This finally provides the seed of the answer to the question I had when this all started taking place here in Wisconsin. I couldn’t understand how newly elected governor Walker could come up with such a comprehensive program to turn our state’s heritage on it’s head. Thanks Professor Cronin. Now, how do we get the forces of progressivism to come up with the tools to get back on track?

    • Alan Gramprie:

      May I suggest that the answer might lie in first identifying viable progressive primary candidates to run against the current conservative Democrats who control the DNC and the DLC, and second, making contributions to those candidates directly rather than making contributions to the national Democratic leadership, which seems bent on preserving the center-right policies of the Democratic party. Of course, President Obama must be re-elected (consider the alternative), but must we continue to see our funds sent to the likes of Harry Reid and Blanche Lincoln? I remind one and all that one of the first things Nancy Pelosi did after the 2008 election was to remove Henry Waxman from the House committee that conducts investigations into governmental wrongdoing. Would the Right be in the position it is now had Waxman been able to investigate Choice Point, Cheney’s secret energy meetings, the use of the Department of Justice to discredit Democratic candidates in the 2006 and 2008 elections etc, etc.? And would health care reform turned out as it did had Harry Reid uses his position to reform the filibuster? I’ve joined Sen. Feingold’s new organization, Progressives United. I’d like to see a candidate search become a high priority for that group.

  • William Cronon has long been a scholar’s hero whose works have revolutionized the importance of the environment in any historical understanding. May these new studies to identify the forces shaping (and in too many cases, degrading) American democracy go on and become much more widely known. How ironic and yet familiar that the forces who promise to “get government off our backs” are constantly found to be driving their own authoritarian agendas down the American throat—and worst of all, with every kind of fakery imaginable to make it look like “the people’s will.”

  • unitron:

    It would have been better to characterize Governor Walker as a water-carrier than as a spear-carrier.

    A water-carrier is a low-level functionary who nonetheless performs a necessary service.

    A spear-carrier is a costumed extra on stage in a scene in an opera whose only function is to stand there.

    (also the phrase spear-carrier may cause unease in the reader because of subliminally bring up the racially charged phrase “spear chunker”)

  • Anon:

    Some of you might find this interesting.

    [webmaster 8:19am: file sharing site link provided by the commenter deleted by webmaster]

    I’ve also found a few accounts that work, though there doesn’t seem to be much of interest after the login:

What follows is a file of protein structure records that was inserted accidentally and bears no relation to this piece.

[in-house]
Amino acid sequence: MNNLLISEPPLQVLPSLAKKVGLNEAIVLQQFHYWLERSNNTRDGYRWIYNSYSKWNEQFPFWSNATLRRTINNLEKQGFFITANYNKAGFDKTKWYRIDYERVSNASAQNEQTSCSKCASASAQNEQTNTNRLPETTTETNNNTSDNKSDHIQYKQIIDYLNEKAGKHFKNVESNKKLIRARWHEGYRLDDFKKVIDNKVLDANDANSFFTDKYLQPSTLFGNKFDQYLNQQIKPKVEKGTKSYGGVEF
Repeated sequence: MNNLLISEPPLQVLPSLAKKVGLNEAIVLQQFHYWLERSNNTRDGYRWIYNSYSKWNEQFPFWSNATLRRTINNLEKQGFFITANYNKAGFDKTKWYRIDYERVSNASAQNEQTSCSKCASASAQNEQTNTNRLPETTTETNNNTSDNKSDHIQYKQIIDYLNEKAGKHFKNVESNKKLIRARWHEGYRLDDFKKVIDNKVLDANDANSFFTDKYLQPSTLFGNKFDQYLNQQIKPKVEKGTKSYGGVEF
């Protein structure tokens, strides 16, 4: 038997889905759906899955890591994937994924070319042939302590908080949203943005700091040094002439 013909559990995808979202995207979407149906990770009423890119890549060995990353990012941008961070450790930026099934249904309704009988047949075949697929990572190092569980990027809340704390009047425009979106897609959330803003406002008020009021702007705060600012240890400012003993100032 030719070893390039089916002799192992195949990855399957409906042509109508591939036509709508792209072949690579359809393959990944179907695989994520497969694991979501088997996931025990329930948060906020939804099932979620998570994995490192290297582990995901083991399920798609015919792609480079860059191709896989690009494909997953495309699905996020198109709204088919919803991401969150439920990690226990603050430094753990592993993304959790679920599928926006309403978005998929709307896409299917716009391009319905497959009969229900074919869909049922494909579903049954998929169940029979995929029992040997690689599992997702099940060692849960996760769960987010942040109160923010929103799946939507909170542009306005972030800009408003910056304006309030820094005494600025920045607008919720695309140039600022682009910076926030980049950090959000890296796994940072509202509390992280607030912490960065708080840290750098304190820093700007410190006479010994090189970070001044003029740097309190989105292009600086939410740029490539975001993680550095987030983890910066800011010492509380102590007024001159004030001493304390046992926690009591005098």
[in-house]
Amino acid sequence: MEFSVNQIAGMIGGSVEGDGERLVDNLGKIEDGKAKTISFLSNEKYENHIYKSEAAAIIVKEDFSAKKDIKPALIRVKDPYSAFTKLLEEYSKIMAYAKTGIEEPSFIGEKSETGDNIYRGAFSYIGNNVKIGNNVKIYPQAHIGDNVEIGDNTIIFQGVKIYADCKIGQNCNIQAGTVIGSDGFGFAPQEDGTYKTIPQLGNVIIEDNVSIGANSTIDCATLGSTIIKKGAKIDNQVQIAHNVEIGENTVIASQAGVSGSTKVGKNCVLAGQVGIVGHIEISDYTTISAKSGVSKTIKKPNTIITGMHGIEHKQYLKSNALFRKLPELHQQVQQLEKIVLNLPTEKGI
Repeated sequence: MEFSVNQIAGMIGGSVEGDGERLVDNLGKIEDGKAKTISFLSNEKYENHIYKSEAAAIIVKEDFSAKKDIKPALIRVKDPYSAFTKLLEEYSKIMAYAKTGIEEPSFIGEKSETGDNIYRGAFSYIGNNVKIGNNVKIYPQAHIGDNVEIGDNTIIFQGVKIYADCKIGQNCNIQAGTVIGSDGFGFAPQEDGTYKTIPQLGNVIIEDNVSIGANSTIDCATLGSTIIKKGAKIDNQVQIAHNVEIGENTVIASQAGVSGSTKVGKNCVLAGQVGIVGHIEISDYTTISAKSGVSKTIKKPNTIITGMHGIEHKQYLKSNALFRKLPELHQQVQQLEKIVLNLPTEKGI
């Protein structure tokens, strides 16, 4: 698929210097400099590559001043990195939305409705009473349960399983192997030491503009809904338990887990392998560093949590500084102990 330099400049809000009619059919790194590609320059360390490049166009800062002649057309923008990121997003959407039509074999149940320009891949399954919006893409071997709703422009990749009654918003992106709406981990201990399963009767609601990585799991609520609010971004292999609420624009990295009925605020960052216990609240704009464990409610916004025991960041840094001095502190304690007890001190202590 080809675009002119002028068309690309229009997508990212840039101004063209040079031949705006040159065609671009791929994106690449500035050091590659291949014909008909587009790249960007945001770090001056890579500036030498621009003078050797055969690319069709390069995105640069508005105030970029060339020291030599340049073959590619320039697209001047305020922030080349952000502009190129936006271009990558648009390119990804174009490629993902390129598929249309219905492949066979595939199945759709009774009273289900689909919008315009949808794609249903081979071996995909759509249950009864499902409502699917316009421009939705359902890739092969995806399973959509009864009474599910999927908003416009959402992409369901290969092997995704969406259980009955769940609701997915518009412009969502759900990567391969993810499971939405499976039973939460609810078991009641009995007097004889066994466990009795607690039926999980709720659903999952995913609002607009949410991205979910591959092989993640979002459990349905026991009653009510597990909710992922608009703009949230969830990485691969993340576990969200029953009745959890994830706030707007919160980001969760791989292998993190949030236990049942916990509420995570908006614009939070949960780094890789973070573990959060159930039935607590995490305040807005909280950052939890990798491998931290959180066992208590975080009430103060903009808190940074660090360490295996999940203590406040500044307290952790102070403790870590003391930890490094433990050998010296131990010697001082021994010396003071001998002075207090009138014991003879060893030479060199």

[webmaster 8:19am: sorry, we don’t disclose personal logins of anyone]

  • snapples:

    Professor Cronon:
    We have been following your interaction w/ the Wisconsin Republican Party. Keep going. You are 100% correct about their association w/ ALEC. Obviously, you have shown a light on a subject they would rather not discuss. Your work here has been impressive.

  • Arturo:

    Prof. Cronon you are a true patriot, and individuals such as yourself renew my hope for the future of our nation. I have been very depressed feeling hopeless these past few weeks because of the aggressive turn of events from the neo-cons. You have helped to restore my faith. Adelante!

  • Dave Yost:

    Professor Cronon has provided a document that goes beyond a column. He gives us a framework to dig deeper and pass on to anyone we know, espectially those who believe some of these ultra-conservative positions. I was particularly impressed that he knew about Maciver, a Madison based organization that was created just before Walker announced he would run for governor of WI. This group was set up with money from the Bradley Foundation. Bradley has a direct link to the John Birch Society. I have been spending a lot of time digging into these organizations and every word Mr. Cronon has written is right on the money.

  • Heather G:

    I did a search for “bargaining site:alec.org”. One of the results was this 2007 paper by a Koch employee arguing that public sector pay is higher than private and that collective bargaining is why.


  • You are a true academic because you have the courage to speak the truth to power. That is the greatest compliment I can give.

    When you are dragged into the Star Chamber and asked to name names, please give them mine. It would be an honor to be persecuted by the likes of Scott Walker along with you.

    Kenneth G. Dau-Schmidt, JD, PhD
    Professor of Labor and Employment Law
    Indiana University
    Maurer School of Law

  • JEP:

    Viva la blogs!

    “first, they came for the bloggers”

  • Daniel Butt:

    Professor Cronon,

    You are greatly appreciated as citizen and scholar.

  • Jim Sieger:

    Mr. Cronon,

    We used to have a term for people like you in this country and the one I am thinking of is patriot. Thank you for your thoughtful and well written articles, the one that was in the NY Times was sent by me to brothers and friends. I see the FOIA as a sad reflection of a paranoid administration. I was under the impression that free speech was one of the things that made this country great. This is another self inflicted wound on the part of the Walker administration. It’s another in a series of sad missteps which I suspect will cost him and the Republicans politically.